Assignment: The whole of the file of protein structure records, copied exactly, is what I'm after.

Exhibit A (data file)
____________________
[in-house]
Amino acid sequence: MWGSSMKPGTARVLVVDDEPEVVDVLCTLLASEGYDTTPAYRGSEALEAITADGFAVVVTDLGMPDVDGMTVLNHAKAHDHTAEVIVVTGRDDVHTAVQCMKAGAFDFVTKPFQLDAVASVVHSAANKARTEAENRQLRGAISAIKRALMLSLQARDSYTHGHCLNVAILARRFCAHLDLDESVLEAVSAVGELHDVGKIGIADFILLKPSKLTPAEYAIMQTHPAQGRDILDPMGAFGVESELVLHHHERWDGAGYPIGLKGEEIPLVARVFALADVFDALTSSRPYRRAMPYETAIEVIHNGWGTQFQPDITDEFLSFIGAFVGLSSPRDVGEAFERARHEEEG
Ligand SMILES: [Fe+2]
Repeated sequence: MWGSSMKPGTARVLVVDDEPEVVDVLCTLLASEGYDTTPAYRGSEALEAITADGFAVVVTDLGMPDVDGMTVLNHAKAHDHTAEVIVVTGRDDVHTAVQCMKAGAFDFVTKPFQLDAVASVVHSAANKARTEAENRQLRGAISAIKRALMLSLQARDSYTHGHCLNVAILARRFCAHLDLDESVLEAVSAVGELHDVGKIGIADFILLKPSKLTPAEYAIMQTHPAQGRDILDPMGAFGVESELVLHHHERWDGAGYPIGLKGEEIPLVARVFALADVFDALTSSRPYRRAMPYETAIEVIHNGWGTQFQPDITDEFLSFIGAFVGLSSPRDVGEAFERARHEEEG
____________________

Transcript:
[in-house]
Amino acid sequence: MWGSSMKPGTARVLVVDDEPEVVDVLCTLLASEGYDTTPAYRGSEALEAITADGFAVVVTDLGMPDVDGMTVLNHAKAHDHTAEVIVVTGRDDVHTAVQCMKAGAFDFVTKPFQLDAVASVVHSAANKARTEAENRQLRGAISAIKRALMLSLQARDSYTHGHCLNVAILARRFCAHLDLDESVLEAVSAVGELHDVGKIGIADFILLKPSKLTPAEYAIMQTHPAQGRDILDPMGAFGVESELVLHHHERWDGAGYPIGLKGEEIPLVARVFALADVFDALTSSRPYRRAMPYETAIEVIHNGWGTQFQPDITDEFLSFIGAFVGLSSPRDVGEAFERARHEEEG
Ligand SMILES: [Fe+2]
Repeated sequence: MWGSSMKPGTARVLVVDDEPEVVDVLCTLLASEGYDTTPAYRGSEALEAITADGFAVVVTDLGMPDVDGMTVLNHAKAHDHTAEVIVVTGRDDVHTAVQCMKAGAFDFVTKPFQLDAVASVVHSAANKARTEAENRQLRGAISAIKRALMLSLQARDSYTHGHCLNVAILARRFCAHLDLDESVLEAVSAVGELHDVGKIGIADFILLKPSKLTPAEYAIMQTHPAQGRDILDPMGAFGVESELVLHHHERWDGAGYPIGLKGEEIPLVARVFALADVFDALTSSRPYRRAMPYETAIEVIHNGWGTQFQPDITDEFLSFIGAFVGLSSPRDVGEAFERARHEEEG